Anping Su et al. demonstrated that downregulation of TRPS1 by miR-221 is critical for the PDGF-mediated EMT phenotype [29]. VEGF was reported to suppress EMT by inhibiting the expression of miR-192 [30], which increases E-cadherin levels via repressed translation of ZEB2 mRNA [31]. Similarly, it was reported that EGF and EGFR can promote EMT by downregulating the miR-200 family in anaplastic thyroid cancer cells [32]. Furthermore, miR-155 overexpression suppressed EGF-induced EMT, decreased migration and invasion, inhibited cell proliferation, and increased chemosensitivity to DDP in human Caski cervical cancer cells [33]. Together, these data underscore the importance of miRNAs in EMT and malignant tumor progression.

MiRNAs that regulate E-cadherin transcription factors ZEB1 and ZEB2

The expression of E-cadherin is mainly controlled by three families of transcription factors: SNAI1 and SNAI2, ZEB1 and ZEB2, and Twist1 and Twist2. Several miRNAs directly target these families to modulate EMT in cancer (Figure 2). Members of the miR-200 family (miR-200a, miR-200b, miR-200c, miR-141, and miR-429) have emerged as important regulators of EMT, in part by targeting ZEB1 and ZEB2. Moreover, some signaling pathways, including p53, regulate EMT by regulating the miR-200-ZEB1 and ZEB2 regulatory loop.
The miR-200 family is usually downregulated in human cancer cells and tumors as a result of aberrant epigenetic gene silencing. The results of recent studies suggest that members of the miR-200 family play a critical role in suppressing EMT and cancer invasion and metastasis [34] by targeting transcriptional repressors of ZEB1 and ZEB2 [35]. Meanwhile, ZEB1 can directly suppress miRNA-200 family members in cancer cells, including miR-141 and miR-200c [36, 37]. It was also reported that ZEB1 and ZEB2 repressed the expression of miR-200a, miR-200b, and miR-429 by binding to a conserved pair of ZEB-type E-box elements located proximal to the transcription start site in the promoter region [38]. Therefore, ZEB1 and ZEB2 and miR-200 family members repress expression of each other in a reciprocal feedback loop, which may lead to amplification of EMT. Targeting this loop may be a new therapeutic strategy for cancer.

Pathways that suppress EMT by upregulating miR-200 and repressing ZEB1 and ZEB2

Several molecules have been found to upregulate the miR-200 family and consequently suppress EMT. For example, both P300 and PCAF act as cofactors for ZEB1, forming a P300/PCAF/ZEB1 complex on the miR200c/141 promoter. This results in lysine acetylation of ZEB1 and releases ZEB1’s suppression of miR-200c/141 transcription [39]. Smad3 was also reported to upregulate miR-200 family members at the transcriptional level in a TGF-β-independent manner [40]. p53 has been reported to transactivate miR-200 family members by directly binding to the promoters that repress ZEB1 and ZEB2 expression, leading to inhibition of EMT [41, 42]. Similarly, NPV-LDE-225 suppressed EMT by upregulating E-cadherin and inhibited N-cadherin, Snail, Slug, and ZEB1 by increasing miR-200a, miR-200b, and miR-200c [43].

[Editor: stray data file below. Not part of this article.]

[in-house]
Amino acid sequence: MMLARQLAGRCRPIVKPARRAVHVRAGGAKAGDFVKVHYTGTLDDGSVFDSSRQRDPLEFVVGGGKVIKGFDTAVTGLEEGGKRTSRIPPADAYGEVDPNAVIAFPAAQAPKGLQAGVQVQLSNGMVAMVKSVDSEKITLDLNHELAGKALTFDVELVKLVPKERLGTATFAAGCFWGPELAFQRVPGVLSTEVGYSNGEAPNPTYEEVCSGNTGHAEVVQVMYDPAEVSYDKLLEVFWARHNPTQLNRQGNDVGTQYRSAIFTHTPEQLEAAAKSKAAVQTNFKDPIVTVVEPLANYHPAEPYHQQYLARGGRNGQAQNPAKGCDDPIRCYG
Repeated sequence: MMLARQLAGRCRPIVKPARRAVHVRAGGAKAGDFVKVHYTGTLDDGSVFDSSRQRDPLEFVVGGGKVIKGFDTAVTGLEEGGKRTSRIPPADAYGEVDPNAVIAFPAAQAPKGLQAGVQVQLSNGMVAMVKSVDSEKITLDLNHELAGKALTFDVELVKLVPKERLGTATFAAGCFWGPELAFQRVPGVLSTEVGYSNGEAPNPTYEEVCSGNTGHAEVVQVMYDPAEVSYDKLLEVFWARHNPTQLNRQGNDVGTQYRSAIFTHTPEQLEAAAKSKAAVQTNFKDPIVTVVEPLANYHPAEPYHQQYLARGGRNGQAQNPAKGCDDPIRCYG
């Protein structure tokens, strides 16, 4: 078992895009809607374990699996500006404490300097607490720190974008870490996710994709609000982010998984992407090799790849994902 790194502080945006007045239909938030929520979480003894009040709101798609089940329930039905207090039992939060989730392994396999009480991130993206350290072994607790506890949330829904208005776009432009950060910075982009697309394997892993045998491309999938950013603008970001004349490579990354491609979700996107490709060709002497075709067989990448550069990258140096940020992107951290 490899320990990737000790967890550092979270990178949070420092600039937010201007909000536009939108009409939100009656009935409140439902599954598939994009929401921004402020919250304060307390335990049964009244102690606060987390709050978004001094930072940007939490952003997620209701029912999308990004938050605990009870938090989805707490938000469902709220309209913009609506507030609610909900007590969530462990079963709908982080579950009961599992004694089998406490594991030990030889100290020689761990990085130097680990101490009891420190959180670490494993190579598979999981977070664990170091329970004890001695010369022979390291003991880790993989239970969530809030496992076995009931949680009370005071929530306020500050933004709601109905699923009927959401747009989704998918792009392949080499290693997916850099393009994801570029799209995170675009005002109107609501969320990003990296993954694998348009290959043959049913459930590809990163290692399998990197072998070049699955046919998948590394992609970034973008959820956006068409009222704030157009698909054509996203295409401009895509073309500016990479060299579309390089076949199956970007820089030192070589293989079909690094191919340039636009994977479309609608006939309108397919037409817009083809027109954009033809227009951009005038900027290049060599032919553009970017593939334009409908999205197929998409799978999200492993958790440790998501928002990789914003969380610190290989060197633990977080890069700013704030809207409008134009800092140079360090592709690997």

Pathways that promote EMT by suppressing miR-200 and upregulating ZEB1 and ZEB2

In addition to their role in regulating EMT, miR-200 family members are negatively regulated by multiple signaling pathways. For example, in one study, overexpression of Stat3 [44], PDGF-D [45], Notch-1 [46], and DCLK1 [47] in cancer cells led to significant downregulation of miR-200 family members; this resulted in up-regulation of ZEB1, ZEB2, and SNAI2 expression and acquisition of the EMT phenotype. IDH1 and IDH2 mutants also caused an EMT-like phenotype; this phenotype was dependent on upregulation of the transcription factor ZEB1 and downregulation of miR-200 family members [48]. Other miRNAs can induce EMT by downregulating miR-200 through DICER, such as miR-103 or miR-107 [49]. Similarly, miR-130b silencing can restore DICER1 to a threshold level that allows miR-200 family members to repress EMT in endometrial cancer [50]. All of these findings indicate that these molecules promote EMT by suppressing miR-200.
Fusion genes are formed when chromosomal instability causes two genes that normally exist in isolation to fuse together [51]. Interestingly, a well-known gene fusion in prostate cancer that is produced by deletion of a 3-mega base region between ERG and TMPRSS2[52] (also reviewed in [Parker 2014 Journal of Pathology]) has also been found to upregulate ZEB1 and ZEB2 expression [53]. Specifically, expression of the TMPRSS2-ERG fusion gene caused epithelial immortalized prostate epithelial cells to undergo morphological changes consistent with those of mesenchymal cells while downregulating expression of the epithelial marker CDH1[53]. This finding highlights the complex ways in which EMT can be facilitated at the genetic level, simply by the fusion of two genes.

Epigenetic regulation of miR-200

MiR-200 family members can also be epigenetically regulated. It was reported that miR-200c expression was epigenetically regulated in CRC [54]. Rui Neves et al. also showed that the miR-200c/141 cluster is repressed by DNA methylation of a CpG island located in the promoter region of these miRNAs in invasive breast cancer cells [55].